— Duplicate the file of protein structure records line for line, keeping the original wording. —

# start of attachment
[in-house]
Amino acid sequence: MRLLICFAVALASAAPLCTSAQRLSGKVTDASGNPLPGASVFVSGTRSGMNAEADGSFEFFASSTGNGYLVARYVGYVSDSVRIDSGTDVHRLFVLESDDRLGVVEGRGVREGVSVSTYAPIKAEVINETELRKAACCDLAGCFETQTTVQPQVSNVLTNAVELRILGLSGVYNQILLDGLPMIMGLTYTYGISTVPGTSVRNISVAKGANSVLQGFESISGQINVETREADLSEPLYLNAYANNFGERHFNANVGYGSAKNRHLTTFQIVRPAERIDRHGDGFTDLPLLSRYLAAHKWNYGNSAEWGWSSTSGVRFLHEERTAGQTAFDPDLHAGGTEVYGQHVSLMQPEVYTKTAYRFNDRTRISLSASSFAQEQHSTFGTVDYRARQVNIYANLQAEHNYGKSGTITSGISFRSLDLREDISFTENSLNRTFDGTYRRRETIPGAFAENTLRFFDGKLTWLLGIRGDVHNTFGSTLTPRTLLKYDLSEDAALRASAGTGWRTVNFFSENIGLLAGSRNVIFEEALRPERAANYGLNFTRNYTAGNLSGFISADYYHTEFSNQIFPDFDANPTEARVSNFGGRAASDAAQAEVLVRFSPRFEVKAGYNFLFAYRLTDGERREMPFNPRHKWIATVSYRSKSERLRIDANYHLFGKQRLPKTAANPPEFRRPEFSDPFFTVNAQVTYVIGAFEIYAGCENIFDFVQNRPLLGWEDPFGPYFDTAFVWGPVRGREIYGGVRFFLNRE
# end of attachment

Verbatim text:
[in-house]
Amino acid sequence: MRLLICFAVALASAAPLCTSAQRLSGKVTDASGNPLPGASVFVSGTRSGMNAEADGSFEFFASSTGNGYLVARYVGYVSDSVRIDSGTDVHRLFVLESDDRLGVVEGRGVREGVSVSTYAPIKAEVINETELRKAACCDLAGCFETQTTVQPQVSNVLTNAVELRILGLSGVYNQILLDGLPMIMGLTYTYGISTVPGTSVRNISVAKGANSVLQGFESISGQINVETREADLSEPLYLNAYANNFGERHFNANVGYGSAKNRHLTTFQIVRPAERIDRHGDGFTDLPLLSRYLAAHKWNYGNSAEWGWSSTSGVRFLHEERTAGQTAFDPDLHAGGTEVYGQHVSLMQPEVYTKTAYRFNDRTRISLSASSFAQEQHSTFGTVDYRARQVNIYANLQAEHNYGKSGTITSGISFRSLDLREDISFTENSLNRTFDGTYRRRETIPGAFAENTLRFFDGKLTWLLGIRGDVHNTFGSTLTPRTLLKYDLSEDAALRASAGTGWRTVNFFSENIGLLAGSRNVIFEEALRPERAANYGLNFTRNYTAGNLSGFISADYYHTEFSNQIFPDFDANPTEARVSNFGGRAASDAAQAEVLVRFSPRFEVKAGYNFLFAYRLTDGERREMPFNPRHKWIATVSYRSKSERLRIDANYHLFGKQRLPKTAANPPEFRRPEFSDPFFTVNAQVTYVIGAFEIYAGCENIFDFVQNRPLLGWEDPFGPYFDTAFVWGPVRGREIYGGVRFFLNRE